Co-ops at Work
Heeding Harvey’s Call
Co-ops rush from all corners of the state to help coastal and East Texas co-ops hit hard by storm

Crews work to restore power for Victoria EC members.
Chris Burrows | TEC

Video: Co-op Response

Texas Co-op Power went to South Texas to document the power restoration efforts by electric co-ops who sent crews to help from all over the state. This kind of mutual aid is what makes the co-op difference!

How to Help

TEC has established a relief fund for victims. Checks can be sent to TEC Hurricane Harvey Disaster Relief Fund, Texas Electric Cooperatives, 1122 Colorado St., 24th Floor, Austin, TX 78701. National Information Solution Cooperative is selling T-shirts to benefit those affected. All proceeds go to relief efforts. To order, go to coopstrong.coop.

When Hurricane Harvey made landfall August 25, Co-op Country took the brunt of the most powerful storm to strike the state in decades. First 130 mph winds ravaged the Coastal Bend; then the Category 4 storm dumped unprecedented rainfall on areas inland. Both wreaked havoc on property, people and power lines.

Texas’ electric cooperatives rallied. They sent crews and supplies from all corners of the state to restore power and help those in need. These numbers illustrate the swift and massive response:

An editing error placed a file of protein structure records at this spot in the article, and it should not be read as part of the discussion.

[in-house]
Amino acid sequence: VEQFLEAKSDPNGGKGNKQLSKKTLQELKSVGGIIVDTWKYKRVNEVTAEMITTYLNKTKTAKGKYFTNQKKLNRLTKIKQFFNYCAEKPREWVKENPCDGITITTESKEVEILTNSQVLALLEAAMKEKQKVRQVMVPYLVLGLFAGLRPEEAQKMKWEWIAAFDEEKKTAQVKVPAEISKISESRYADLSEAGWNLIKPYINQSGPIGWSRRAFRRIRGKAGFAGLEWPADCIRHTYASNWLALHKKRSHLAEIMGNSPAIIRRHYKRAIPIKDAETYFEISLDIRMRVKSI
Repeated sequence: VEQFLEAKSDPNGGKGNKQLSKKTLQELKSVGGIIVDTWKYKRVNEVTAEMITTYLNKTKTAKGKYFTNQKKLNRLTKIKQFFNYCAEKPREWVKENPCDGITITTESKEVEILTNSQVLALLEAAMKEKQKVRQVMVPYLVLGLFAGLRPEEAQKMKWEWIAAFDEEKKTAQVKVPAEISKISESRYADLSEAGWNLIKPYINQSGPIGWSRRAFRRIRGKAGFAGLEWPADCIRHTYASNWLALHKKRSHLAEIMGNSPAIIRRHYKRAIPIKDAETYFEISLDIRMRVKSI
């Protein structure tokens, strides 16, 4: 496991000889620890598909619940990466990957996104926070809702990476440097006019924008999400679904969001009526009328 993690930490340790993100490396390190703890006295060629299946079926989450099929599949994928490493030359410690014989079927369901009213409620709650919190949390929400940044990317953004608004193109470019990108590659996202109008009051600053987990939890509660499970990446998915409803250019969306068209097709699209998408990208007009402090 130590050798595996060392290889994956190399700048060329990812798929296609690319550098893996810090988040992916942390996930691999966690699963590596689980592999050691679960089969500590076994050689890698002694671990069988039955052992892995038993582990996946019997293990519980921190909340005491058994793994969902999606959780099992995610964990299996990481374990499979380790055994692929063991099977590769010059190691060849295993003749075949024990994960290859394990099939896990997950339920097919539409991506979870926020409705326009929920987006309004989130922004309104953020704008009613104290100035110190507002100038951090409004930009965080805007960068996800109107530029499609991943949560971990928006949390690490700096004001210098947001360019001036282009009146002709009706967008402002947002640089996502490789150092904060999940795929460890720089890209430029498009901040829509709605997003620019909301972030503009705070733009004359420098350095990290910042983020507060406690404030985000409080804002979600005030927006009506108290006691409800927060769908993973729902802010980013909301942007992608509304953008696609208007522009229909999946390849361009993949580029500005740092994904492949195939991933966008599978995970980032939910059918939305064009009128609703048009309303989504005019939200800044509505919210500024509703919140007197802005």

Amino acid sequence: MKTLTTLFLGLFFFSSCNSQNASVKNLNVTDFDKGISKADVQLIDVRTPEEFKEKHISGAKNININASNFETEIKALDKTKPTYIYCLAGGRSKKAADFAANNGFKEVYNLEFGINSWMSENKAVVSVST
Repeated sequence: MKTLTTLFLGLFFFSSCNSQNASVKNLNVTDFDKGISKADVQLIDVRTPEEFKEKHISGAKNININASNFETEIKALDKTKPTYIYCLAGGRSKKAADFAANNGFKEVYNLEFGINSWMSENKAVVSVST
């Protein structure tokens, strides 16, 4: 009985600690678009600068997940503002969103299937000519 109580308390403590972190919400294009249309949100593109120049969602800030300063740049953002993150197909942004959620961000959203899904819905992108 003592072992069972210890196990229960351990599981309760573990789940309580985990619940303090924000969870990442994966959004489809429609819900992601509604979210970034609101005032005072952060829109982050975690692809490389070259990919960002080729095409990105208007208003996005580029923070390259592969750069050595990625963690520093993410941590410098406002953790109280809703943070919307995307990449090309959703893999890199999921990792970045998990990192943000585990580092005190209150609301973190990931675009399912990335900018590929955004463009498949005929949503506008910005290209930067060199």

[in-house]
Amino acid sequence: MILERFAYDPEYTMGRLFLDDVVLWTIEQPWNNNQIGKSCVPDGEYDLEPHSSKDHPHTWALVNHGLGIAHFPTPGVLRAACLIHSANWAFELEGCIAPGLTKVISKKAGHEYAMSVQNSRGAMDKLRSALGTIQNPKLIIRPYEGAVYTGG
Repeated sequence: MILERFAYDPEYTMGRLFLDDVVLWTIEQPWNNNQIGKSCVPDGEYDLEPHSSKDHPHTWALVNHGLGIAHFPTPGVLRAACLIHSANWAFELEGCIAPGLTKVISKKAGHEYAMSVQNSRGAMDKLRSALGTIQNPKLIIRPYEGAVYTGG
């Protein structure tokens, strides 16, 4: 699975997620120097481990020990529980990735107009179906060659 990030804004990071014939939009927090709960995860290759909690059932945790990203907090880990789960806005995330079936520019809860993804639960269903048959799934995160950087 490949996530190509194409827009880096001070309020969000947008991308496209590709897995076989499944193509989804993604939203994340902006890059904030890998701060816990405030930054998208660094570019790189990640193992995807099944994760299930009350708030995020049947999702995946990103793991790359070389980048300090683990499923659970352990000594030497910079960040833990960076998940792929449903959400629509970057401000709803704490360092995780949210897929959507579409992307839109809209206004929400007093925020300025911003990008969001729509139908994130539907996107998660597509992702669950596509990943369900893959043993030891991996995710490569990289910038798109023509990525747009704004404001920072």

179,016 co-op meters lost power due to the storm. About 97 percent were back online 10 days later. Hurricane Ike took out some 300,000 co-op meters in 2008.

300 outside lineworkers were housed and fed by Victoria EC, which lost power to its entire system during the storm. Many worked stretches of 13 hours or more in the wind, rain and mud. “I can’t say enough about the support that we’ve received from people all across the state—without hesitation, willing to leave their families to come restore power to our members,” said Blaine Warzecha, VEC general manager. “That is truly touching.”

About one-third of Texas’ 67 distribution electric cooperatives sent crews to help with restoration efforts needed at the 15 Texas co-ops affected by the storm. Crews from the Panhandle and North and West Texas traveled hundreds of miles to assist.

$75 billion in total losses due to the storm, including property damage, lost wages and disrupted business—mostly due to hard-hit Houston—make it one of the most expensive in history, according to Moody’s Analytics. More than 70 deaths are attributed to Harvey.